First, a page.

Published: December 11, 2019

In the fall, as members voted to ratify the new State Worker Union Contract, Child Welfare workers pressed on with what has become a year-long campaign to improve staffing of their program and better protect Oregon’s kids. The State agreed to an extended round of negotiations on issues to add to the already-settled collective bargaining agreement — solutions to relieve workload stress and bolster the morale of every represented worker in Child Welfare. During this bargaining process, Union members sent hundreds of postcards/personal stories to the Governor’s office and nearly 500 emails to the DHS and Child Welfare directors.

We believe these changes are important and a step in the right direction for DHS and our members in Child Welfare. We are especially excited about these agreements in context with the selective salary increases in Child Welfare, where SSS1s, SSS2s, and Paralegals saw significant increases in their salary ranges. Our bargaining process has completed, but this work will continue in the legislative session and organizing the Agency to make more positive changes. We will also flesh out the SEIU/Child Welfare Partnership over the next few months to start addressing cultural problems in Child Welfare not solved at the bargaining table.

Here are the highlights of the agreement:

  • Night & Weekend Shift Differential for SSS1s & SSS2s
    SSS1s and SSS2s will now receive a $1.00 shift differential which will add to their pay at a rate of $1.00 per hour (or 30+ minute portions thereof) for any work occurring between 6 PM and 6 AM or on a Saturday or Sunday.

  • A Bonus to Recognize Worker Dedication and Workload
    Child Welfare workers who started work on or before July 1, 2019, and have worked continuous service within Child Welfare through this Letter of Agreement will receive a one-time lump-sum payment of $500. Our bargaining team pushed to make sure this will be processed prior to the holiday. So impacted workers will see it as a mid-month check-in December.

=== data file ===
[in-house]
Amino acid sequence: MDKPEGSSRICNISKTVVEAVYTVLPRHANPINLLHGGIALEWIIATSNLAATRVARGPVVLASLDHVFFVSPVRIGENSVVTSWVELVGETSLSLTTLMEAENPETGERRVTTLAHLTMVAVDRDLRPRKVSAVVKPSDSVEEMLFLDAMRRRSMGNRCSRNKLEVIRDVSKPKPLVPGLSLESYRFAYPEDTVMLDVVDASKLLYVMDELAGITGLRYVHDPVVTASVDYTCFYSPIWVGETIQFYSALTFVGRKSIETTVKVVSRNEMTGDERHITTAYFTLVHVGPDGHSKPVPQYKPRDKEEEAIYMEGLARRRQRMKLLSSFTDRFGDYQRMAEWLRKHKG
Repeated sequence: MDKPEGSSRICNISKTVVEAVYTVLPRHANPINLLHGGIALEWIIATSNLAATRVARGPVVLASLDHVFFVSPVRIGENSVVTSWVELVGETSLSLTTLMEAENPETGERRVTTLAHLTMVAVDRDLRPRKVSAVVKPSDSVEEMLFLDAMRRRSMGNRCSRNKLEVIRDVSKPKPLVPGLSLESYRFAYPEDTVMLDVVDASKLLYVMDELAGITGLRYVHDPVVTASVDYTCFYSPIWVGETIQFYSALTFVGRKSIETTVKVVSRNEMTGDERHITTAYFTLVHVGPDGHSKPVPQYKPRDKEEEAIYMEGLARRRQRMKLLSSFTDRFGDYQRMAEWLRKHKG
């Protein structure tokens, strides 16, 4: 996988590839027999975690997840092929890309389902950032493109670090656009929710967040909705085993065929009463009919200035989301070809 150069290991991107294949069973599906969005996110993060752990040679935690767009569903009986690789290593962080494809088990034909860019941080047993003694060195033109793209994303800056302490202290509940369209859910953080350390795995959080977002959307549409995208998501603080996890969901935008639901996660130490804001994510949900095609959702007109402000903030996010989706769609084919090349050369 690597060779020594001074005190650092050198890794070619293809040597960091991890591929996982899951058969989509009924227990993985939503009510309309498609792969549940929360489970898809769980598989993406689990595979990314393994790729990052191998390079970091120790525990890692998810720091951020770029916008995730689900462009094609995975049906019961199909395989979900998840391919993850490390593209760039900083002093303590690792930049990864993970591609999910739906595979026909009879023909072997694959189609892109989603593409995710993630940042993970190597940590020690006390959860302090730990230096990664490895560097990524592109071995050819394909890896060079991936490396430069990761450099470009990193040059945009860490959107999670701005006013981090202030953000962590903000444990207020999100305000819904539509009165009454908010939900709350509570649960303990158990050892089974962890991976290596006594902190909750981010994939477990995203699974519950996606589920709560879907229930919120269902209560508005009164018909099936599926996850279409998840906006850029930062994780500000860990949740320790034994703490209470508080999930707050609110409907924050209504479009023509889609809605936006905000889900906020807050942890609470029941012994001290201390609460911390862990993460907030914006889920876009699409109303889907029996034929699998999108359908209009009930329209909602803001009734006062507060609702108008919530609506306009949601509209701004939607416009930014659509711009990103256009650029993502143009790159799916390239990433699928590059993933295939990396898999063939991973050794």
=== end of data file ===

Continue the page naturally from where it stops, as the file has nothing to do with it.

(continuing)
• Building Union Power & Worker Voices in Decision-Making
    We made an agreement with the State to create an SEIU/Child Welfare Partnership, where Union leaders from Child Welfare will work collaboratively with DHS management to address cultural and systemic issues in Child Welfare. This is an idea that originated from our members and offers an opportunity for workers to provide frontline insight on “significant proposed changes to work practices” before they are implemented and in the context of a Union role. This agreement also committed resources from the DHS Office of Reporting, Research, Analytics, and Implementation to the ongoing work of the Partnership for the purpose of tracking progress around cultural issues.

  • Workload Prioritization
    We agreed to a new Letter of Agreement for Article 86 (Workload Prioritization) that provides more specific language for Child Welfare workers to use while requesting support from their supervisor around workload issues. The new language ties workers’ rights to supervisors’ guidance on workload prioritization specifically to assignments in excess of the workload model. The new Letter of Agreement reads, “Employees who have a caseload above the workload model may request assistance from their supervisor to explore viable options to manage the workload.”

  • Workers’ Right to Information as Staffing Changes
    This Letter of Agreement requires the state to provide monthly reports to our Union and to the newly established SEIU/Child Welfare Partnership between with many forms of data which will better allow our Union to track progress that the agency is making in reference to staffing and retention problems.

Thanks to everyone that participate in bargaining actions over the last few months and also during full bargaining. These actions pushed DHS and the state to find resources to invest in current staff. We would not have found many of these solutions and agreements without the investment of time and energy from members. Thank you!

Child Welfare Bargaining Team

Heather Blankenheim
Sara Ashmore
Wayne Ground
Wendy Stott
Amanda Palmer
Philip Shilts
Anandi van Diepen-Hedayat